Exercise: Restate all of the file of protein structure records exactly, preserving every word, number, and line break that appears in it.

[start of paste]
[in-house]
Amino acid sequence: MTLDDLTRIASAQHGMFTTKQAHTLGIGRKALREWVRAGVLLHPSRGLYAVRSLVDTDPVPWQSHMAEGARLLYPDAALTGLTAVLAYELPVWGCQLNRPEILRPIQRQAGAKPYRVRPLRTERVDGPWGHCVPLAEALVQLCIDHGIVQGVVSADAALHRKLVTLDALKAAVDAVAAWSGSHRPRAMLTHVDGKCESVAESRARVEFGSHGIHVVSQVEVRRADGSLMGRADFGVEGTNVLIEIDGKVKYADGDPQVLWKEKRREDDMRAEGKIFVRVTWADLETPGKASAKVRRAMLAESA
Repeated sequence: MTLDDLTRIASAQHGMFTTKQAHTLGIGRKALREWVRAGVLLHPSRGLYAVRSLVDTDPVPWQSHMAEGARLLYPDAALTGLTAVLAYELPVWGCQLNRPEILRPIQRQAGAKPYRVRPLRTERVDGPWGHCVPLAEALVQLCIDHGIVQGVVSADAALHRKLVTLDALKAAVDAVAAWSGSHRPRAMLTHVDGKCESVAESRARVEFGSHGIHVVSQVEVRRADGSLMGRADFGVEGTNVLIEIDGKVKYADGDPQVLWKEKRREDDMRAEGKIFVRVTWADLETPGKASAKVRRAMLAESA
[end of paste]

[in-house]
Amino acid sequence: MTLDDLTRIASAQHGMFTTKQAHTLGIGRKALREWVRAGVLLHPSRGLYAVRSLVDTDPVPWQSHMAEGARLLYPDAALTGLTAVLAYELPVWGCQLNRPEILRPIQRQAGAKPYRVRPLRTERVDGPWGHCVPLAEALVQLCIDHGIVQGVVSADAALHRKLVTLDALKAAVDAVAAWSGSHRPRAMLTHVDGKCESVAESRARVEFGSHGIHVVSQVEVRRADGSLMGRADFGVEGTNVLIEIDGKVKYADGDPQVLWKEKRREDDMRAEGKIFVRVTWADLETPGKASAKVRRAMLAESA
Repeated sequence: MTLDDLTRIASAQHGMFTTKQAHTLGIGRKALREWVRAGVLLHPSRGLYAVRSLVDTDPVPWQSHMAEGARLLYPDAALTGLTAVLAYELPVWGCQLNRPEILRPIQRQAGAKPYRVRPLRTERVDGPWGHCVPLAEALVQLCIDHGIVQGVVSADAALHRKLVTLDALKAAVDAVAAWSGSHRPRAMLTHVDGKCESVAESRARVEFGSHGIHVVSQVEVRRADGSLMGRADFGVEGTNVLIEIDGKVKYADGDPQVLWKEKRREDDMRAEGKIFVRVTWADLETPGKASAKVRRAMLAESA